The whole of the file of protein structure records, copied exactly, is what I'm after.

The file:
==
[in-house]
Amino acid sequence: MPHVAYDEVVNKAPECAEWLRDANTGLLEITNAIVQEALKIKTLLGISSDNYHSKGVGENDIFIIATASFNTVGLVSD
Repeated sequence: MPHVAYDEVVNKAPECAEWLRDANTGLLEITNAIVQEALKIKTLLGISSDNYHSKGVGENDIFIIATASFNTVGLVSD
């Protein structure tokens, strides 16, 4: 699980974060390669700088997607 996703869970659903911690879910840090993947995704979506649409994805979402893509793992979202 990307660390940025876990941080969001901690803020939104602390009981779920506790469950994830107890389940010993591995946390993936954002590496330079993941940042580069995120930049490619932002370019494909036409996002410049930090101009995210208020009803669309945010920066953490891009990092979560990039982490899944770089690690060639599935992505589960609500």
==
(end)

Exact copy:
[in-house]
Amino acid sequence: MPHVAYDEVVNKAPECAEWLRDANTGLLEITNAIVQEALKIKTLLGISSDNYHSKGVGENDIFIIATASFNTVGLVSD
Repeated sequence: MPHVAYDEVVNKAPECAEWLRDANTGLLEITNAIVQEALKIKTLLGISSDNYHSKGVGENDIFIIATASFNTVGLVSD
């Protein structure tokens, strides 16, 4: 699980974060390669700088997607 996703869970659903911690879910840090993947995704979506649409994805979402893509793992979202 990307660390940025876990941080969001901690803020939104602390009981779920506790469950994830107890389940010993591995946390993936954002590496330079993941940042580069995120930049490619932002370019494909036409996002410049930090101009995210208020009803669309945010920066953490891009990092979560990039982490899944770089690690060639599935992505589960609500």